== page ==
[Standards] Review of XEP-0369: Mediated Information Exchange (MIX) v0.9.5

Florian Schmaus flo at geekplace.eu
Tue Mar 20 16:34:41 UTC 2018


As of now MIX is bloated and got way out of hand. It is a prime example
for a standard that grew enormously without implementations following.
At some point in the past I hoped that the authors would split MIX into
a mandatory to implement but slim core specification and an add-on XEP
with the optional features. Unfortunately that never happened and
ideally it would have been done from the very beginning.

I am sceptical if using messages with type 'groupchat' is a good
decision. First, sending type 'groupchat' messages to bare JIDs usually
causes a stanza error reply as per RFC 6121 § 8.5.2.1.1. "For a message
stanza of type "groupchat", the server MUST NOT deliver the stanza to
any of the available resources but instead MUST return a stanza error…".
Given that MIX requires support of the participants server, this is an
override of this rule which should at least be clearly stated in the XEP.
But more importantly, traditional XEP-0045 groupchat messages are often
not stored in the user's archive, while MIX messages need to be.
And there is no technical reason for MIX to use type 'groupchat'
messages. In fact, the type of MIX messages is  irrelevant, as MIX
requires the XMPP-RFC routing rules to be overwritten in every case.
Hence I'd simply use 'normal' / "no type specified" messages.

Two controversial points about MIX are "channels in roster" and "JID
hidden channels".
For the former I'd like to see some motivation in the XEP *why* we need
channels in roster, which probably becomes an explanation why users
should be subscribed to the channels presence and vice versa. If there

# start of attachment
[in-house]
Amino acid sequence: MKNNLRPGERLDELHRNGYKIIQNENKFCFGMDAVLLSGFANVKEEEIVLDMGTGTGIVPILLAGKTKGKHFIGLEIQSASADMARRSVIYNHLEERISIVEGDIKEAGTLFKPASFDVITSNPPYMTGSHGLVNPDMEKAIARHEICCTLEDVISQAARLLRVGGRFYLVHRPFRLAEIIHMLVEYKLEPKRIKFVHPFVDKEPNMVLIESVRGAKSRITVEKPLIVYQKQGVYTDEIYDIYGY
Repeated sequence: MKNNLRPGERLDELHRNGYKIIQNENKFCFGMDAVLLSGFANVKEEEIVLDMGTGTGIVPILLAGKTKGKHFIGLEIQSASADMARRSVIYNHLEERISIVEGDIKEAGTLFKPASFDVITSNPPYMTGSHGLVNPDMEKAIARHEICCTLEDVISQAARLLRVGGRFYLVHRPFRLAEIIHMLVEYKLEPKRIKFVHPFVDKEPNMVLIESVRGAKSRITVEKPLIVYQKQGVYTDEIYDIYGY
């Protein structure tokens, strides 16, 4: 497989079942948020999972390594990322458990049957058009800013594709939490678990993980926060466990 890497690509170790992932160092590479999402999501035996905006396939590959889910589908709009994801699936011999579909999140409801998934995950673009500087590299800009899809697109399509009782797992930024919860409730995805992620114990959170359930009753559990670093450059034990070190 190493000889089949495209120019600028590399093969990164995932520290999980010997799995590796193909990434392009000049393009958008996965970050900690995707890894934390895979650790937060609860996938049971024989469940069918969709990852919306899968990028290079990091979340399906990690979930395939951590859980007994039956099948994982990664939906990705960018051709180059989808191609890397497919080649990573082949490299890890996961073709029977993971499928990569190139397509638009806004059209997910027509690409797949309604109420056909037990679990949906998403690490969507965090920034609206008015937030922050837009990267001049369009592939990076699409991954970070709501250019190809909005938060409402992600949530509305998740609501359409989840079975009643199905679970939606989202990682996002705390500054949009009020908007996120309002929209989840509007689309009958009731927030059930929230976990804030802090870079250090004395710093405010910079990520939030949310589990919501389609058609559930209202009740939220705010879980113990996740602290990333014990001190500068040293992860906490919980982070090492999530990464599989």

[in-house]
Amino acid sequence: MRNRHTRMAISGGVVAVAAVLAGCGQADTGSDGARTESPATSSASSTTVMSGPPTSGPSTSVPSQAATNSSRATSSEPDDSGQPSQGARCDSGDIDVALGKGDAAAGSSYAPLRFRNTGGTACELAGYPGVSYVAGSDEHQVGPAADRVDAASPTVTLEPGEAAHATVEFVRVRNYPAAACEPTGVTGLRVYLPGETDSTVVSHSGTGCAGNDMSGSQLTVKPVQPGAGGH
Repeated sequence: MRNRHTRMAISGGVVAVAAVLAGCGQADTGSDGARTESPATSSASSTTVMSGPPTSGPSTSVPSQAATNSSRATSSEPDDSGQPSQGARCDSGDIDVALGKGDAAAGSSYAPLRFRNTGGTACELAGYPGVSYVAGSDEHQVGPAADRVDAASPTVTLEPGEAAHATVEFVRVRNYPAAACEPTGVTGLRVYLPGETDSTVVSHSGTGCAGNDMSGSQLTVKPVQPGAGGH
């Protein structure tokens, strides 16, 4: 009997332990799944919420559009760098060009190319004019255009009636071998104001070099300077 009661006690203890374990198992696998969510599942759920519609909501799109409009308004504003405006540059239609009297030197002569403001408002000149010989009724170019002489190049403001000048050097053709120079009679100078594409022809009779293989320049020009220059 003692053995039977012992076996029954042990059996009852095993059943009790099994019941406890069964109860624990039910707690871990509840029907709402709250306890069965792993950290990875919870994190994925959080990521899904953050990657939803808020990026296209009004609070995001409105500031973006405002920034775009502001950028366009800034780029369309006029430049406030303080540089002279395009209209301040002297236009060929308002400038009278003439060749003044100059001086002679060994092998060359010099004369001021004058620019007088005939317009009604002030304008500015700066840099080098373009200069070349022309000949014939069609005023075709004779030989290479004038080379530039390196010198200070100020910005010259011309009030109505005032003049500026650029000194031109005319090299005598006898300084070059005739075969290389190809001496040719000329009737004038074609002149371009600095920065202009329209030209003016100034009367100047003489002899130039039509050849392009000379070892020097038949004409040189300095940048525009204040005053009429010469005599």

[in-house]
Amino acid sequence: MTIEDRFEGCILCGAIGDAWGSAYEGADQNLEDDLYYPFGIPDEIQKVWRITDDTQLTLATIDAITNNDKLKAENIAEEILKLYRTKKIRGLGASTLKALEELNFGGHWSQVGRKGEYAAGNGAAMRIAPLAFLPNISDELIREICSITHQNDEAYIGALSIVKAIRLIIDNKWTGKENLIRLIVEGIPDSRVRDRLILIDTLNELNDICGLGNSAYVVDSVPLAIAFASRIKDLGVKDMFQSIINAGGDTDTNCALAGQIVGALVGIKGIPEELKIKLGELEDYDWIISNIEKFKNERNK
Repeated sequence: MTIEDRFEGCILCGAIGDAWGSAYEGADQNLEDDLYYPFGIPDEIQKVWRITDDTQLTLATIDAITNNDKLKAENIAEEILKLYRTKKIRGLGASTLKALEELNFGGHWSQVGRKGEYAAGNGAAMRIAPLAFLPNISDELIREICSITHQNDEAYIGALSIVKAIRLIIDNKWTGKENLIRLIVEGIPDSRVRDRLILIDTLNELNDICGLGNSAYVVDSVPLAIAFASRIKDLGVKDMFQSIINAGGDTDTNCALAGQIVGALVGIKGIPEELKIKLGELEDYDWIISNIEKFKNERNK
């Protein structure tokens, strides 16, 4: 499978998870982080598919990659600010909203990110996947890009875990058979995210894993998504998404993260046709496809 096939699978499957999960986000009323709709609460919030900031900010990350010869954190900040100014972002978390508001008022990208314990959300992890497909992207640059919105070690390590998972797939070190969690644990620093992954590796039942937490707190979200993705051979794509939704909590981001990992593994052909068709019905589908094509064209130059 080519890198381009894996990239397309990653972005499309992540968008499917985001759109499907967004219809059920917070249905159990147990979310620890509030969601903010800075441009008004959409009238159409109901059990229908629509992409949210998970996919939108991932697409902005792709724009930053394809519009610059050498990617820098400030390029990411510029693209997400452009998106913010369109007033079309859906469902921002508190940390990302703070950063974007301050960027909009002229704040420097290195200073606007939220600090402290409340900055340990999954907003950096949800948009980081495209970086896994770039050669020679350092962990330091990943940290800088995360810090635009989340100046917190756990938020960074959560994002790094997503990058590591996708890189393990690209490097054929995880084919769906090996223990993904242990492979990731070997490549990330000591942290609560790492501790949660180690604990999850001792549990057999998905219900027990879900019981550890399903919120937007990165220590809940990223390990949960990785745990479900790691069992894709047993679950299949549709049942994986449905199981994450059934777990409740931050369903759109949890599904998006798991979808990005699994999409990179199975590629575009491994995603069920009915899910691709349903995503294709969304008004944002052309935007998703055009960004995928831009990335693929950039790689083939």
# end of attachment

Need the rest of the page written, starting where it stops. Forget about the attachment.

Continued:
is no good technical reason for doing so, then I'd suggest that we drop
that. Clients still could display channels next to the roster, like some
already do with MUCs.
For the latter I feel like the jidmap and proxy JID does *not* add
unjustifiably much complexity to the XEP while I believe that there may
be situations where you want to hide your JID. On the other hand I could
life without that future too (and it would make MIX way easier to
implement). Ultimately it would be great if support for "JID hidden
channels" could be an optional part of the spec, but I didn't came up
with a good approach allowing this (yet).

With MIX I now get a real presence flood after sending my available
resource, including presence from JIDs not im my roster (thanks to MIX
JID construct foo#bar at mix.example/resource). The situation is similar
with MUC, but only after explicitly joining the channel. I'd like to see
the XEP at least discussing the situation, to make the implementer aware
of it.

§ 3.5
-----
"All MIX messages received by the MIX participant's server for a
participant MUST be stored using MAM in the participant's archive.". It
seems to be a fundamental design idea of MIX that the primary archive of
channel messages is the one of the participant. While this distributes
the load of a single channel across multiple archives, I don't see a
reason why this is a hard requirement. I would at least s/MUST/SHOULD/ here.

§ 3.9.7
-------
"A MIX channel MAY require that all participants publish presence." Why
is that an option? How could that be enforced? By having the participant
to accept a presence subscription request from the channel? If so, then
this should be clearly stated.

Nit: "and NOT using pubsub protocol." 'NOT' is not a RFC 2119 keyword.